Co-workers speak of “our monk” when they mention my services to patients and their families. It’s one of the ways of inserting the S-word (spirituality) into the hospice discourse. We find that many people are cautious when it comes to being visited by someone with “chaplain” or “pastoral” on their name tag. For many, the R-word (religion) is problematic, unless they have an established faith practice. However, when faced with persistent pain, declining mobility, and impending death, a spiritual crisis can easily arise.
Being seen as “our monk,” and especially “our Buddhist monk” allows me to step through doors that might otherwise remain shut … actual doors (to patients’ rooms) and metaphoric doors (to deeply-felt fears, doubts, and hopes). It could be that “monk” is such a non-threatening term–it evokes images of ordinary men and women living extra-ordinary lives in the service of others. Etymologically such words as “hospice” and “hospital” and “hospitality” are linked to long-ago refuges, hermitages, alms houses, and places where the sick and unwanted found care and shelter.
Colleagues and visitors (yet rarely patients!) occasionally express puzzlement about this monk-thing. Aren’t you supposed to live in a monastery? Don’t you have to wear a habit, or whatever it’s called? Are monks allowed to … well, you know, have intimate relationships, eat meat, dance, play, joke, and flirt? Aren’t you supposed to be in silence?
Someone said that “a monk is someone who lives the life of a monk.” Raimon Panikkar speaks of the monk in all of us, of the inner monk as essential to the human, an archetypal part of each person. The late Wayne Teasdale, himself a monk in the Christian and Hindu traditions, describes the traditional monastic—female or male, East of West—as one who aims to transcend the values, attachments, and obligations of world existence, whose “commitment is absolute and final,” who withdraws from the world by living in cloisters and monasteries, in caves and forest or desert refuges, in order to focus their life and energy on an eternal quest of transformation and nearness to God. And then there’s the monk in the world as exemplified by Br. Teasdale who writes that …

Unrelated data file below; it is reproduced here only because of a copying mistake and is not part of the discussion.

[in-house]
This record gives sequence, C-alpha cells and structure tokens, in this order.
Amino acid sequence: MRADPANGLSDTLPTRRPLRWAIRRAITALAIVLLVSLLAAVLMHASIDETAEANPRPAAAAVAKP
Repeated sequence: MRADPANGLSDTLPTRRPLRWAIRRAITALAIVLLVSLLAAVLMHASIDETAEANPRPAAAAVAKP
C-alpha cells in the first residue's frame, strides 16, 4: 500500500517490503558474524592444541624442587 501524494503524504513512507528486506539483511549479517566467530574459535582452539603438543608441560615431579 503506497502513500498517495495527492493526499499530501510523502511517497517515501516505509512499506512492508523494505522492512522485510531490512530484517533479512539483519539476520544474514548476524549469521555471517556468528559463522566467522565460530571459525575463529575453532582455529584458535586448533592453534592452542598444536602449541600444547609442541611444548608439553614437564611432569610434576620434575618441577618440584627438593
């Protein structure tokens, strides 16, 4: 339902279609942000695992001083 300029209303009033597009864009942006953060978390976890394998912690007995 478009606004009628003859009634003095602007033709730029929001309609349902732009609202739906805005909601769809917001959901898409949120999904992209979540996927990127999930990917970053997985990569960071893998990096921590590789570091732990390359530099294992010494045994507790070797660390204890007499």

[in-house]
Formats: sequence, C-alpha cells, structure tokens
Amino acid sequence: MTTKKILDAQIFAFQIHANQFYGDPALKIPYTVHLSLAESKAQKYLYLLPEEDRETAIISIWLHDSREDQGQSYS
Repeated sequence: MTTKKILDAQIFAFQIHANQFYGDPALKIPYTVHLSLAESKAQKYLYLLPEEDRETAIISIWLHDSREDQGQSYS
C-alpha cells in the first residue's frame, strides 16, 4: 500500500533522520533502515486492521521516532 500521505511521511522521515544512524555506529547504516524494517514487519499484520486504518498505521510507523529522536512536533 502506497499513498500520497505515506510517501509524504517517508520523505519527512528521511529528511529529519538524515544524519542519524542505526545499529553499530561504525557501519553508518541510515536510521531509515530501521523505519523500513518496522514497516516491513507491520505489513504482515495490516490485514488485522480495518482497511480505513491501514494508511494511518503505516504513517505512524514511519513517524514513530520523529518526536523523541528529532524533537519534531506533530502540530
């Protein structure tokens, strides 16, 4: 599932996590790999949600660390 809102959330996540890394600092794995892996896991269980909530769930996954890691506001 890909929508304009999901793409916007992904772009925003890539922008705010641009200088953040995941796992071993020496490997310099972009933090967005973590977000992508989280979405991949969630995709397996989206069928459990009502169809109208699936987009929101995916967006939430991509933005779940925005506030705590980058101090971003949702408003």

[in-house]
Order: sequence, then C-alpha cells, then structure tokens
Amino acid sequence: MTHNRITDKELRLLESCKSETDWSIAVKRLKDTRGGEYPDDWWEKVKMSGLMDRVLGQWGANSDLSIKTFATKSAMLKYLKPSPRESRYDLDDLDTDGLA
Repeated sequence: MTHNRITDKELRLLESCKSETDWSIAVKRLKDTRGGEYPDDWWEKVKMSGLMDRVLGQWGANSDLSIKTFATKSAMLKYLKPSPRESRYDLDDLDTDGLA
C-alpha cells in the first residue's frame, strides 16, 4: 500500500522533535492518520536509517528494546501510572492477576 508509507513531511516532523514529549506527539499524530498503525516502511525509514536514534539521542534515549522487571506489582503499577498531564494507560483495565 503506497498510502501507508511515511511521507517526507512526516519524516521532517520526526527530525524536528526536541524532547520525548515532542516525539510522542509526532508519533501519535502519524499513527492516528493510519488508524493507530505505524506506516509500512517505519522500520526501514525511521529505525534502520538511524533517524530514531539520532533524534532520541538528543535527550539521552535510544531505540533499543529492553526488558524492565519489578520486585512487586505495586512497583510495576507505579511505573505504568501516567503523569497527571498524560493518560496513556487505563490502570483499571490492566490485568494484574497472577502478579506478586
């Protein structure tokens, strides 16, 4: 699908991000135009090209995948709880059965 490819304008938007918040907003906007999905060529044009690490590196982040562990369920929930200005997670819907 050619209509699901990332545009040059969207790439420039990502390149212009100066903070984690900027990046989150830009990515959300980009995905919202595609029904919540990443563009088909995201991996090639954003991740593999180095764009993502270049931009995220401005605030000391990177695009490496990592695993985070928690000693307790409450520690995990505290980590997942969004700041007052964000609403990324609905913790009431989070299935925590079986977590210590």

… in our time, with its special needs, we require a spirituality of intense involvement and radical engagement with the world. It is in the real world that people live their busy lives, and it is in the real world that the wisdom of the monk must be made accessible. It is in the real world that their awakening and development need to occur, not off in remote solitude.
sources: Panikkar, R. (1982). Blessed simplicity: the monk as universal archetype. New York: Seabury Press, p.10. Teasdale, W. (2002). A monk in the world: cultivating a spiritual life. Novato, CA: New World Library, p.xxiii.